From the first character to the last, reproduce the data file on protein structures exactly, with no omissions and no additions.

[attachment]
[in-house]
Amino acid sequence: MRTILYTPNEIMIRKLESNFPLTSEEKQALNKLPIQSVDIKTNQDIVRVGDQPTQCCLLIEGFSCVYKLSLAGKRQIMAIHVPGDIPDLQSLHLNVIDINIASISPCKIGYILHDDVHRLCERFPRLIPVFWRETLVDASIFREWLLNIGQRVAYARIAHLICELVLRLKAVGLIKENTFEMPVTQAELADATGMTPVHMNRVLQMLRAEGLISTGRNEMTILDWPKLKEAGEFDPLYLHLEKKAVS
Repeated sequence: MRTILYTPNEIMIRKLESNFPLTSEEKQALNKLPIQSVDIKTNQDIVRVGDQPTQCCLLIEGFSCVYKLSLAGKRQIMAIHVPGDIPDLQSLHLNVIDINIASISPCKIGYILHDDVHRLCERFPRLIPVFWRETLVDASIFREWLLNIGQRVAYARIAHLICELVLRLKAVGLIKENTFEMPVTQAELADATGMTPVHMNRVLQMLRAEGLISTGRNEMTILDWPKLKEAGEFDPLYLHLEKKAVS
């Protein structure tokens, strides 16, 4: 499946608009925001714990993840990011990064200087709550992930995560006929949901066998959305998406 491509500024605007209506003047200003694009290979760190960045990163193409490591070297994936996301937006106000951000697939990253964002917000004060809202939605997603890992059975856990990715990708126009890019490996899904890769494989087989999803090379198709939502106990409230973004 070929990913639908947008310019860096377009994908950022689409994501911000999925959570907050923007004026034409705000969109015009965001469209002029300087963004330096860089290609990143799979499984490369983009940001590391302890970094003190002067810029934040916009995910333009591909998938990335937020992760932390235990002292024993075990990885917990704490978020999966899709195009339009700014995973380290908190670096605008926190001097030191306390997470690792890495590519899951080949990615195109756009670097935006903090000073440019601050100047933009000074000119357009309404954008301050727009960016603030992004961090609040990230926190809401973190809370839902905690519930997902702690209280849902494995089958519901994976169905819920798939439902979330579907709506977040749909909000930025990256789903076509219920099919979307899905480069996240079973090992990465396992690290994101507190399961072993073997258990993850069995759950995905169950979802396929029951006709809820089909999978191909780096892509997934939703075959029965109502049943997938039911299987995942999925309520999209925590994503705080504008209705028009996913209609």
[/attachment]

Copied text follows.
[in-house]
Amino acid sequence: MRTILYTPNEIMIRKLESNFPLTSEEKQALNKLPIQSVDIKTNQDIVRVGDQPTQCCLLIEGFSCVYKLSLAGKRQIMAIHVPGDIPDLQSLHLNVIDINIASISPCKIGYILHDDVHRLCERFPRLIPVFWRETLVDASIFREWLLNIGQRVAYARIAHLICELVLRLKAVGLIKENTFEMPVTQAELADATGMTPVHMNRVLQMLRAEGLISTGRNEMTILDWPKLKEAGEFDPLYLHLEKKAVS
Repeated sequence: MRTILYTPNEIMIRKLESNFPLTSEEKQALNKLPIQSVDIKTNQDIVRVGDQPTQCCLLIEGFSCVYKLSLAGKRQIMAIHVPGDIPDLQSLHLNVIDINIASISPCKIGYILHDDVHRLCERFPRLIPVFWRETLVDASIFREWLLNIGQRVAYARIAHLICELVLRLKAVGLIKENTFEMPVTQAELADATGMTPVHMNRVLQMLRAEGLISTGRNEMTILDWPKLKEAGEFDPLYLHLEKKAVS
């Protein structure tokens, strides 16, 4: 499946608009925001714990993840990011990064200087709550992930995560006929949901066998959305998406 491509500024605007209506003047200003694009290979760190960045990163193409490591070297994936996301937006106000951000697939990253964002917000004060809202939605997603890992059975856990990715990708126009890019490996899904890769494989087989999803090379198709939502106990409230973004 070929990913639908947008310019860096377009994908950022689409994501911000999925959570907050923007004026034409705000969109015009965001469209002029300087963004330096860089290609990143799979499984490369983009940001590391302890970094003190002067810029934040916009995910333009591909998938990335937020992760932390235990002292024993075990990885917990704490978020999966899709195009339009700014995973380290908190670096605008926190001097030191306390997470690792890495590519899951080949990615195109756009670097935006903090000073440019601050100047933009000074000119357009309404954008301050727009960016603030992004961090609040990230926190809401973190809370839902905690519930997902702690209280849902494995089958519901994976169905819920798939439902979330579907709506977040749909909000930025990256789903076509219920099919979307899905480069996240079973090992990465396992690290994101507190399961072993073997258990993850069995759950995905169950979802396929029951006709809820089909999978191909780096892509997934939703075959029965109502049943997938039911299987995942999925309520999209925590994503705080504008209705028009996913209609």